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Knox expands on her inimitable cast of characters, in hilariously poignant poems. In poems like “Marriage” and “One Ton of Dirt,” Knox ventures further into autobiographical territory than she's ever gone before, in ways that will startle those familiar with her previous books, exploring relationships with her exes, her parents, and her younger self. Like the best comedians (to whom she's often compared), Knox is never merely funny. Each of her speakers, even the bedraggled coyote that walks into a Quizno's, has something important to say.

"Knox's poems knock me out. They have a pace of imagination, an ease of inventiveness that gives me an excuse to use the word brio…The oddities of her work create a space in which it's possible to be oddly sincere...To read these poems is to believe that accident and breakdown ARE the way forward, and to feel someone trying to interrogate the past generously enough to allow room for extremes of response, from shouting to atonement."
—Bob Hicok

Reviews: Coldfront | Publishers Weekly | Cutbank | Tarpaulin Sky | Constant Critic

WIR FÜRCHTEN UNS (Lux Books, 2008)
“The Poetry of Jennifer L. Knox is one of the most audacious and unusual, it has to offer the latest contemporary poetry of the United States. In her poems she slips into a myriad of roles, suggests doing antics of the post to Popmoderne and fraternizing in the spirit of Frank O'Hara, pop culture, late Western and Derrida. Incidentally and effortless, these poems are on top of that profoundly tragicomic with a slight slope to the absurd. Her poems appear in the major published annually anthology The Best American Poetry, as well as in The Iowa Review, Ploughshares, and Verse."
—Translated from the Lux Books website

DRUNK BY NOON (Bloof Books, 2007).
“With so much of contemporary poetry dominated by the introspective, it is refreshing from time to time to have some good old-fashioned crazy fun. Full of sex, drugs, and Liberace, the humor is Knox’s poetry is used with precise skill…Indeed, behind every comic moment is a tragedy shouting through its megaphone…Drunk by Noon is, at its heart, a wonderfully entertaining book, both because of its comic genius and because Knox never gives the impression that comedy is her only purpose.”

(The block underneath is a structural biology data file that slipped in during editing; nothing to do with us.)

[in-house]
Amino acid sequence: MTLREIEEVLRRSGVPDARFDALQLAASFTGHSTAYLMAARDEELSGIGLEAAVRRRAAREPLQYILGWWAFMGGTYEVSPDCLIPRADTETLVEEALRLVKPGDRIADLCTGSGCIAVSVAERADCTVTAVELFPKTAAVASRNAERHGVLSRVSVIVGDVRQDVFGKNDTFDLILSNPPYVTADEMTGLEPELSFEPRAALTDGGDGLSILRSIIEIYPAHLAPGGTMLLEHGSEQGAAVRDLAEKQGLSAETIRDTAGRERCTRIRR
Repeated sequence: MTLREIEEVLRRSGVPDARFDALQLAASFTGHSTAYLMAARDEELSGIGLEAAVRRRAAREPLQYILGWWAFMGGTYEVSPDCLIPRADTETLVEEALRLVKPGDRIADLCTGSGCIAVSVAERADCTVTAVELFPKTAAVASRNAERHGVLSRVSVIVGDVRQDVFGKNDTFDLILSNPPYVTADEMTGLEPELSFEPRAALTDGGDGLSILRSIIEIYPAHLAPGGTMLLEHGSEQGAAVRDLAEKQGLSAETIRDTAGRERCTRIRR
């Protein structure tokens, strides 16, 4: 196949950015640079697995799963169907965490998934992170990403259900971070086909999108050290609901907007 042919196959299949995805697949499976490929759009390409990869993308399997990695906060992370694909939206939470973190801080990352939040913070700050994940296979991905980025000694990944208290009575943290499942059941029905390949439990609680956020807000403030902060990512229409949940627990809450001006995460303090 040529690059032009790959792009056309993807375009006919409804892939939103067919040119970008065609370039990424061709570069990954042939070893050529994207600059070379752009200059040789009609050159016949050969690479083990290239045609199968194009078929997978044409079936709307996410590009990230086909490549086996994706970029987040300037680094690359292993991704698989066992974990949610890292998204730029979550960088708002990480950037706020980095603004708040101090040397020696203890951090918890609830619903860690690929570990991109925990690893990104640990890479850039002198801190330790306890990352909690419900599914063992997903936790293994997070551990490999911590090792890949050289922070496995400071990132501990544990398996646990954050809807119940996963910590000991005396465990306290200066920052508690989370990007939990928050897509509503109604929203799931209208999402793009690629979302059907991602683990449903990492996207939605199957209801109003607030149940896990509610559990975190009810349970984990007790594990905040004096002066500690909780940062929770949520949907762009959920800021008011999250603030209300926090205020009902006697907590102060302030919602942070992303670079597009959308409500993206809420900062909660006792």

American Poet

"This second book from Knox, a young New York poet, continues the playful romp through the warped Americana she began in her debut, A Gringo Like Me. Here, Knox gives voice to wayward teens, drug-addled sages and fat dogs fantasizing about killing babies—among other unsavory characters—through dramatic monologues and quick narrative sketches."
Publisher's Weekly

Reviews: Jacket | Publishers Weekly | Coldfront | Harriet | Diagram

A GRINGO LIKE ME (Bloof Books, 2005).
Borrowing its title from an Ennio Morricone ditty in the spaghetti western Gunfight at Red Sands, Knox’s A Gringo Like Me contains poems at once raucous and sexy, tender and high. In favorites such as “Hot Ass Poem,” “Cruising for Prostitutes,” and “Chicken Bucket,” Knox’s speakers appear ornery, hickish, undereducated, misogynist, or worse, but each quirky character manages to elucidate a truth we’re better off knowing, even if we’d rather forget it. At other times, Knox’s lyrical “I” is downright pretty; in poems like “A Common American Name” and “Freckles” she charms.

Knox has collected dramatic monologues, personal lyrics, and even plays together in a single energetic volume for a genuinely surprising debut. Between the poles of her unique range, Knox straddles and tames what she may yet prove to be an artificial divide in American poetry: she’s a former slam champion, but also a three-time contributor to The Best American Poetry; she’s hilarious and performative on stage, but also deeply intellectual and formally in control.  

Reviews: Columbia Journal of American Studies | Southeast Review